The challenge with cooking a turkey is that it has two different kinds of meat. White breast meat is very different from dark leg, thigh and wing meat.

Muscular dark meat is reinforced with connective tissue, tendons and ligaments, all of which are abundant with a protein called collagen. Softening dark meat takes hours of roasting to turn the collagen into gelatin that moistens the meat. In contrast, white meat doesn’t have much collagen and is abundant in myosin and actin proteins. White meat becomes tender after myosin breaks down, occurring at a lower temperature than what is required to break down the collagen in dark meat. This is the reason why it’s common to have a turkey with moist dark meat but dry white meat; the white meat has been overcooked.

To avoid this, you could prepare the turkey parts individually and cook them to the optimal texture and temperature. Another option is to start out with the breast section cooler than the rest of the bird. This can be accomplished by placing an ice pack on the breasts while the bird is thawing or for about a half-hour prior to cooking. This will allow the different meats of the turkey to cook more evenly. You’ll have to add 15-30 minutes to the cooking time to ensure the white meat is fully cooked. Remember that a whole turkey is safe cooked to a minimum internal temperature of 165 degrees Fahrenheit (74 degrees Celsius) throughout the bird.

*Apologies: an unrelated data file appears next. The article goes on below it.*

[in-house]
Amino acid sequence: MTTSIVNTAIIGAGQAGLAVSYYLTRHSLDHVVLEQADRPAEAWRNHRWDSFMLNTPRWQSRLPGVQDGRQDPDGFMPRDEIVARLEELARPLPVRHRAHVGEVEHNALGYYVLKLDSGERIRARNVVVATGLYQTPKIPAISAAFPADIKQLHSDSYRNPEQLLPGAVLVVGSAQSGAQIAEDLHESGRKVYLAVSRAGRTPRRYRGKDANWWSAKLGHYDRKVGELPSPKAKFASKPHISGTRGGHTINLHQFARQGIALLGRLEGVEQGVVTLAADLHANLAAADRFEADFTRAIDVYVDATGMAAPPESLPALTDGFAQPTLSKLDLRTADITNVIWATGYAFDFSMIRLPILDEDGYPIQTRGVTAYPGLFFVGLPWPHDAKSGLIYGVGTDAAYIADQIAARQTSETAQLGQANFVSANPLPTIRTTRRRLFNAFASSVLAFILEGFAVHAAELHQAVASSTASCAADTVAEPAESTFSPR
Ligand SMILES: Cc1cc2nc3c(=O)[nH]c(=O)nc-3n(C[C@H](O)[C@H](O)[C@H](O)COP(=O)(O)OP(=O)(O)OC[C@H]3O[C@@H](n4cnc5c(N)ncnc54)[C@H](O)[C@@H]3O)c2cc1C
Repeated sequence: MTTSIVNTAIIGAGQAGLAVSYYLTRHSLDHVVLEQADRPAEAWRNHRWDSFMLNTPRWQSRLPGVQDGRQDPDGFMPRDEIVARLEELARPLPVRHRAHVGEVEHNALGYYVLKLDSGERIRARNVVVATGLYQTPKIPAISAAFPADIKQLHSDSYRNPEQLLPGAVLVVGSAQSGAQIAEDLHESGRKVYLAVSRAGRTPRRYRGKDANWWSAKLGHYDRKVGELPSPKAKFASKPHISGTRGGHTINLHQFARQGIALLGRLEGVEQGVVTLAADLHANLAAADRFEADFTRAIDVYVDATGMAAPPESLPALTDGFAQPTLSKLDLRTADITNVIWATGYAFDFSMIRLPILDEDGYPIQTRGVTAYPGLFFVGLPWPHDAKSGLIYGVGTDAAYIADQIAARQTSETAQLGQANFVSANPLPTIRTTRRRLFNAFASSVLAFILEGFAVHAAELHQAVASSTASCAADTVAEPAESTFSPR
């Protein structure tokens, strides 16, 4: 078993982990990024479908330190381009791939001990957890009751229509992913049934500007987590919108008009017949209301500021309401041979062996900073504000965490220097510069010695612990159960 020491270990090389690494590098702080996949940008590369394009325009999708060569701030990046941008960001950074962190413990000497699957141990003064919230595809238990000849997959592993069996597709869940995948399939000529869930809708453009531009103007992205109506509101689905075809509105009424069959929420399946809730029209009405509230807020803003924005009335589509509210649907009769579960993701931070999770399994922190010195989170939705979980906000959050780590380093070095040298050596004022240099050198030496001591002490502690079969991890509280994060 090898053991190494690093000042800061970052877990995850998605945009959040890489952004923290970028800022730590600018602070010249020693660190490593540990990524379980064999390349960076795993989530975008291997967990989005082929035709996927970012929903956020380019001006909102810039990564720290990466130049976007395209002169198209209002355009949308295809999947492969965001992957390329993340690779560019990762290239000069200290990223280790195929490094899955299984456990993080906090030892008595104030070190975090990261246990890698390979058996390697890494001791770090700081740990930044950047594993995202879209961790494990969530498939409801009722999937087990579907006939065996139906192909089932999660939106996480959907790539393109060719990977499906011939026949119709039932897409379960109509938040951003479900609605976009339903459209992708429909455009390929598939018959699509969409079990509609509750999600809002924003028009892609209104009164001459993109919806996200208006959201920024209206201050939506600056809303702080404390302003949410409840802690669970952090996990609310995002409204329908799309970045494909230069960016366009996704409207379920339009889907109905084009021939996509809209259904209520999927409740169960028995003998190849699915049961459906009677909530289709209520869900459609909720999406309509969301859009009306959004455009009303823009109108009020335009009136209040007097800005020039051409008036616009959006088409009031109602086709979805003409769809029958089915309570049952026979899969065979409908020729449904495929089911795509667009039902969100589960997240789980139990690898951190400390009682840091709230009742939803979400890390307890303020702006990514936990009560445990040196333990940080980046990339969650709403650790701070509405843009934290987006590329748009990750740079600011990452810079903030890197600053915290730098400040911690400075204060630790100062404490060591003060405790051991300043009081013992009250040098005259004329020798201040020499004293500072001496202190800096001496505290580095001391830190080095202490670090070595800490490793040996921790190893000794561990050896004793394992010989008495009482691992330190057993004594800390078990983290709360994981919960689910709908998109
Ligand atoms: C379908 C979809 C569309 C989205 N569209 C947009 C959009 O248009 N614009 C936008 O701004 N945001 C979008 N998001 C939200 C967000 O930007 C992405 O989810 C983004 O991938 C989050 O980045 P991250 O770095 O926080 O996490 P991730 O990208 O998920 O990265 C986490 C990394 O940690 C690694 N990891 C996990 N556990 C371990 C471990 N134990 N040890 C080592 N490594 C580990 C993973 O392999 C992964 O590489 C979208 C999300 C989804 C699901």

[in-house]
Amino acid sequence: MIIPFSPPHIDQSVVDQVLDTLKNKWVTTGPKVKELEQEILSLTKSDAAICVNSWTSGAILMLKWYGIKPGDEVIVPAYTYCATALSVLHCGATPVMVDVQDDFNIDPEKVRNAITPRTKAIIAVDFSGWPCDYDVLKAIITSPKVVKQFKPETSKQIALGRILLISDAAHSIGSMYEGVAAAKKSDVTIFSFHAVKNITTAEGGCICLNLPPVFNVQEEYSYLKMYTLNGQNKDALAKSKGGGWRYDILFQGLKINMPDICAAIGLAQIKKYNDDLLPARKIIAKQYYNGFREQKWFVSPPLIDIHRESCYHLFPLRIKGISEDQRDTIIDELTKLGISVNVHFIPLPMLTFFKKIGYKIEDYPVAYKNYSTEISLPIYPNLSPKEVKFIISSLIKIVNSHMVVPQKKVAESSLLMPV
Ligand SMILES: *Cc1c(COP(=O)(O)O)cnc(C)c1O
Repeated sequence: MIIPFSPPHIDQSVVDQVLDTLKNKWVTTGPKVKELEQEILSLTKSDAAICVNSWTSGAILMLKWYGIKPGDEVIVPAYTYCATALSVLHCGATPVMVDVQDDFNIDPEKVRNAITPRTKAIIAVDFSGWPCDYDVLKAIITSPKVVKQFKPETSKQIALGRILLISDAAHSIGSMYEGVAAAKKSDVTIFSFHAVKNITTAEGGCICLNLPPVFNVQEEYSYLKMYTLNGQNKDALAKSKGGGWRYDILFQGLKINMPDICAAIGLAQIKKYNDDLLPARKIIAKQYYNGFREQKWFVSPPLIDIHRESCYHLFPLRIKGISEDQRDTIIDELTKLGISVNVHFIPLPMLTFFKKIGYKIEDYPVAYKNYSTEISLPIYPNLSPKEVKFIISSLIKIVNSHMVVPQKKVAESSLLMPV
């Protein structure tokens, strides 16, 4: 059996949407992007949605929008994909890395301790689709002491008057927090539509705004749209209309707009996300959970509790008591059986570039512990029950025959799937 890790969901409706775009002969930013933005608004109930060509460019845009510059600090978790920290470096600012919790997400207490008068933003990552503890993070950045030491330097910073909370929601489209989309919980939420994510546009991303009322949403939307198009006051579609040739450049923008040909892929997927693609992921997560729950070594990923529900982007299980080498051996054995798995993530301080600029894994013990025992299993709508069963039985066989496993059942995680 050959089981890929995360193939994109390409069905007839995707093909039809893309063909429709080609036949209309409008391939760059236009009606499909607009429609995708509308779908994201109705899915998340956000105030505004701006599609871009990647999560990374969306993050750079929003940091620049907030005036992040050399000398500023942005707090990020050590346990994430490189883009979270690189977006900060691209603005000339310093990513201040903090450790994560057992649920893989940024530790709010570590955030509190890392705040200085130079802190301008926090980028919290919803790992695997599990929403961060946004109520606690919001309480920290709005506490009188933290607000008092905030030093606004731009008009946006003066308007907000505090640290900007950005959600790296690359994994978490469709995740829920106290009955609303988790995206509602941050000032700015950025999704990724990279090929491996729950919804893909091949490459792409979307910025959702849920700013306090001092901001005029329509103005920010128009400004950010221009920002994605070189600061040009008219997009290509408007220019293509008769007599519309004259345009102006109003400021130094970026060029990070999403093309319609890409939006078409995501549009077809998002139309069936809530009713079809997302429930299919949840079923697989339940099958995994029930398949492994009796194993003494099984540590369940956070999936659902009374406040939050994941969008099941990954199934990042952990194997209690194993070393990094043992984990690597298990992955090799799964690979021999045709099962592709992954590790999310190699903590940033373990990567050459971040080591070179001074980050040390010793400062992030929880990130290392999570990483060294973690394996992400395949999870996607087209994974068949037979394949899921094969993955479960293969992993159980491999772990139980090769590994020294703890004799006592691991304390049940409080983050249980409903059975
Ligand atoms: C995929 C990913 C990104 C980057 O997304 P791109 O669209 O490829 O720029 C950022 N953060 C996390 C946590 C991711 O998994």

One last thing to consider is basting. Many people baste their turkey with hot juices right from the roasting or drip pan. However, pouring very hot liquid over white breast meat causes it to cook faster. You can baste legs and wings with the hot liquid right from the pan, but let the juices cool down before you baste the breast. This will help maintain some moisture in the meat, add flavor and keep the turkey cooking properly.

Give thanks

People typically give thanks during the holiday for family, food and home. But did you know that research has found that expressing gratitude is also good for your health?

Scientists have shown that being grateful affects an individual’s health in a positive way. Grateful people report having a heightened sense of well-being, greater optimism and improved life satisfaction [2-4]. Not surprisingly, writing letters of gratitude also has positive psychological and physical benefits.

Have a safe and healthy Thanksgiving!


  1. Food Safety of Turkey … from Farm to Table. U.S. Department of Agriculture. Accessed 2011 Nov 22
  2. Froh et al. Counting blessings in early adolescents: an experimental study of gratitude and subjective well-being. J Sch Psychol. 2008 Apr;46(2):213-33. Epub 2007 May 4.
    View abstract
  3. Froh et al. Measuring gratitude in youth: assessing the psychometric properties of adult gratitude scales in children and adolescents. Psychol Assess. 2011 Jun;23(2):311-24.
    View abstract
  4. Emmons and McCullough. Counting blessings versus burdens: an experimental investigation of gratitude and subjective well-being in daily life. J Pers Soc Psychol. 2003 Feb;84(2):377-89.
    View abstract
About the Author

Walter Jessen is a senior writer for Highlight HEALTH Media.